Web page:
Similarly, one might travel to see the familiar in a new light. As French writer Marcel Proust said, “The real voyage of discovery consists not in seeking new landscapes, but in having new eyes.” After living in our lovely capital for more than 50 years, I thought I knew it. But one of my most memorable days led to “new eyes. ”On a downtown street map, I drew a maple leaf, then walked
the path. It took me to the grotto in the basement of St. Patrick’s Basilica, modelled on the one at Lourdes; to the fountain in Confederation Park, which I learned had stood in London’s Trafalgar Square for more than a century; to a huge mosaic mural in the Ottawa police station by celebrated artist Jerry Grey; to the Golden Triangle home where Paddy Mitchell, leader of the infamous Stopwatch Gang, hid stolen money behind the walls. I realized, in short, how much of Ottawa I’d neglected to truly see.
One might also travel to test oneself, to push personal boundaries. I’m no athlete and I have a fear of heights. Even so, I’ve gone whitewater rafting, taken a scenic ride on an airplane glider, swooped down an Olympic calibre bobsled track. I started with baby steps, though: an afternoon ride through a winter woodland in an all-terrain vehicle near Killaloe. The reward: thrillingly difficult trails, Christmas card scenes through otherwise inaccessible terrain, exhilaration, exhaustion, and a sense of accomplishment from completing something so challenging without giving up. In the words of Helen Keller, “Life is either a daring adventure or nothing at all.”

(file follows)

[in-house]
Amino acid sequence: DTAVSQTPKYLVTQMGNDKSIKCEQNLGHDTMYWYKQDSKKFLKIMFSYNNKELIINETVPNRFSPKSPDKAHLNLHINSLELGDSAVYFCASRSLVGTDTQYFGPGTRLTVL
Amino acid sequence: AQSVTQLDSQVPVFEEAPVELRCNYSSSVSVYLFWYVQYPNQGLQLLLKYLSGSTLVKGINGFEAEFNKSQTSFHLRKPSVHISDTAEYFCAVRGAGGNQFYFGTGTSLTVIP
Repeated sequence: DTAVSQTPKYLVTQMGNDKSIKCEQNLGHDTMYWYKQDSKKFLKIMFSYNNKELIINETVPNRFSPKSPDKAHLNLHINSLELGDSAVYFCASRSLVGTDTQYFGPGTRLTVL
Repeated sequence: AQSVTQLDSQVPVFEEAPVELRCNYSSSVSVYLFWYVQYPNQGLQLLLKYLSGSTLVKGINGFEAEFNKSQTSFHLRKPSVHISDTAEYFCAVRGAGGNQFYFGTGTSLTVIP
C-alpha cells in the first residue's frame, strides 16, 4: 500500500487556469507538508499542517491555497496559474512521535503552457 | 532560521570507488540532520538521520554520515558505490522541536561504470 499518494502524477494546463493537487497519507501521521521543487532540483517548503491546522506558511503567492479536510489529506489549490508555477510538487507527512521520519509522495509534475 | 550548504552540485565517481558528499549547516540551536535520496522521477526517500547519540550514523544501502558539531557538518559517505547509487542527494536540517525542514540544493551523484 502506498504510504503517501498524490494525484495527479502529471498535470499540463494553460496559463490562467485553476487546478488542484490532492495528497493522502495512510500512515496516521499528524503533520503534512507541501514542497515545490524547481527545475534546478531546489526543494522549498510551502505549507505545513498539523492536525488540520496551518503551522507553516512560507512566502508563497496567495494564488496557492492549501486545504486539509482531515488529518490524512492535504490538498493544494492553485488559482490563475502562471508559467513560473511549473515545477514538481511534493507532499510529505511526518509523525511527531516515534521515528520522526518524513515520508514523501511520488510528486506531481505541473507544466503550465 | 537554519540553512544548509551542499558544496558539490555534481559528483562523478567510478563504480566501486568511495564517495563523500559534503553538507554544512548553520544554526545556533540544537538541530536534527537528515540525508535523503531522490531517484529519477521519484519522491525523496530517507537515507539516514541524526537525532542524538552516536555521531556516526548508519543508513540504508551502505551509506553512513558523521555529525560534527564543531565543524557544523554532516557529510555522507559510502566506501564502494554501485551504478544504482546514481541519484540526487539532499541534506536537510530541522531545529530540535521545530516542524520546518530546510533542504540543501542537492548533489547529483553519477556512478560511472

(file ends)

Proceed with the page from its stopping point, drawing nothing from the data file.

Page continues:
Of course, one might trek just to enjoy what makes our region special—a weekend art tour in Merrickville, the panoramic beauty of Eagle’s Nest near Calabogie, the covered bridges of the Gatineau, the scenic splendour of the 1000 Islands, the peace of a forest hike anytime. “Not all those who wander are lost,” wrote J.R.R. Tolkien. Certainly not I.
Admittedly, not all memories are pleasant. One weekend we joined friends for a houseboat cruise on the Ottawa River. The rental couple were new to the business. As a sailor, so was I. On Saturday afternoon, threatening black clouds and gale-force winds ripped down the river. Our boat’s owner came racing to us in a motorboat, led us to a sheltering cove he knew, and staked the boat to shore with less than a minute’s grace. Had he not, I might be telling this only in the afterlife. By morning the storm had passed, but both the land and boat were unpleasantly soggy. We stayed aboard, where our radio could pick up only the local station from Pontiac, Quebec. It broadcast a church service. Among the hymns: “Will your Anchor Hold in the Storms of Life?”
Such close danger, too, becomes a reward of travel. Philosopher George Santayana once suggested that people need to escape sometimes to “some pure hazard, in order to sharpen the edge of life.” You don’t have to travel far from home to do that.